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Christianity & Intelligence Essay

1037 words - 4 pages

Christianity & Intelligence

Reed College has been widely regarded as a campus with a pro-atheist sentiment and an anti-religious outlook of the world. T-shirts that display the seal of the college advertise atheism as a concept of paramount importance. The aim of this psychological study was to determine whether students of Reed College implicitly associated Christianity with unintelligence and atheism with intelligence. Numerous Implicit Association Tests (IAT’s) have been used to determine whether or not people have underlying biases toward particular racial or social groups. Based on the speed of responses when associated with one ethnic group or another, one is able to determine just what sort of hidden biases may exist in the mind of the subject. Especially intriguing in this case is the idea that Christians may be construed as less intelligent than atheists on Reed’s campus. How does this construal, if present, affect diversity at Reed and the acceptance of various social and religious groups? Is there a certain degree to which individuals who cherish religious beliefs are ignored due to their association with Christianity? The goal of this study is to make a determination as to whether there is an association with intelligence and belief in a Christian God. This study will determine whether this association, if existent, is explicit or implicit, or both. Using an IAT, we will present various words associated with atheism and Christianity in addition to words associated with intelligence and stupidity. My hypothesis is that there will be a certain degree of underlying bias that views Christians as less intelligent individuals than atheists.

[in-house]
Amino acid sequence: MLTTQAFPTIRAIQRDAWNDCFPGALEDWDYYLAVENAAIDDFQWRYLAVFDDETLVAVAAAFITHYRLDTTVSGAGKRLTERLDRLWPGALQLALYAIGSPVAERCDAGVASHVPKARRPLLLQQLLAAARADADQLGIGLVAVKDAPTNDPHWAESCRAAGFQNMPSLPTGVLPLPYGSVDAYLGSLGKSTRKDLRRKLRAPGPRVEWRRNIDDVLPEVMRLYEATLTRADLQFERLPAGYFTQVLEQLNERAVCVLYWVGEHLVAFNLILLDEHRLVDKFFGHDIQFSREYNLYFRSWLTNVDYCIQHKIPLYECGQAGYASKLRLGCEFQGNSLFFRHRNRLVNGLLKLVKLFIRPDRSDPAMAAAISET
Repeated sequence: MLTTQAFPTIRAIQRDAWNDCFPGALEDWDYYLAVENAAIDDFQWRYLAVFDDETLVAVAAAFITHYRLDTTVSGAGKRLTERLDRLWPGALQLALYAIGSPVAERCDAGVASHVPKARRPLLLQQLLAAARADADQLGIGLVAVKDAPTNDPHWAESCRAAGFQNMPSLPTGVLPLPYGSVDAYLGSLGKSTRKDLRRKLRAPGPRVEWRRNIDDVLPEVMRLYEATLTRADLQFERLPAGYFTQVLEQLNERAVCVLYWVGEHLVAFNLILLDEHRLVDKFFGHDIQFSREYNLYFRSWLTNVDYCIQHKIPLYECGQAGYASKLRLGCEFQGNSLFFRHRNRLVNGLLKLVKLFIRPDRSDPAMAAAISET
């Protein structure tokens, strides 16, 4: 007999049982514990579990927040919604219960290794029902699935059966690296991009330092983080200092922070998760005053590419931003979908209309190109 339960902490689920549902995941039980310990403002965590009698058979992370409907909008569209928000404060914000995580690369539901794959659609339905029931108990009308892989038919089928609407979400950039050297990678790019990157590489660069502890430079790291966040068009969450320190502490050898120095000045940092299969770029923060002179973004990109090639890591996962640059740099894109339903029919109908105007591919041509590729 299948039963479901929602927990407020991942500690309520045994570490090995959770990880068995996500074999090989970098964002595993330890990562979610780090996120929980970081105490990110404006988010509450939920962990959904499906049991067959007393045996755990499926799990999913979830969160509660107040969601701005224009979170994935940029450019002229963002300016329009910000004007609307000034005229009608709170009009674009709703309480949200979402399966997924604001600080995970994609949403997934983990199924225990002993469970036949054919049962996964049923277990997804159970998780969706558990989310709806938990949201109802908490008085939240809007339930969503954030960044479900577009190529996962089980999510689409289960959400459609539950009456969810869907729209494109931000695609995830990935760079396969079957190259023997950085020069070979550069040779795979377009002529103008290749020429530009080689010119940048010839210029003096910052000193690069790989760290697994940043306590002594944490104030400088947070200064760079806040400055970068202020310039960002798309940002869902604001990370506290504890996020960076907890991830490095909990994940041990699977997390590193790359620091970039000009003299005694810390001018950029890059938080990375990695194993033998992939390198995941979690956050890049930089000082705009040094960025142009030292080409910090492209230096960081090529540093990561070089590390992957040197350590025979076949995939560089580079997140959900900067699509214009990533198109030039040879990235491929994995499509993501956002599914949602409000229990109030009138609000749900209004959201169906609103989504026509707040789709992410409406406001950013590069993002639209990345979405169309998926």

The participants for this study were twelve students in the Intro Psychology class at Reed College. Of the twelve, five were male and seven were female. Each participant was asked their gender, their year at Reed, and what sort of religious affiliation and background they had before the beginning of the test. The test then consisted of the introduction of initial target-concept discrimination. Words associated with Christianity were ‘believer,’ ‘Christianity,’ ‘God,’ ‘Christian’ and ‘Jesus,’ while those associated with atheism were ‘atheism,’ atheist, ‘non-believer,’ and two symbols consisting of the words ‘God’ and ‘Jesus’ with a line through them. In order to determine implicit associations, words linked with intelligent and not-intelligent were introduced in the form of associated attribute discriminations. The initial combined task had two scenarios for which one was normal and the other counterbalanced. The counterbalanced participants associated Christian words with words for intelligence while associating atheism with non-intelligence. The case was reversed for the normal group of participants. The reason for the normal and counterbalanced participants was to account for the possibility that some participants may more easily associate things with a particular side of the screen or a...

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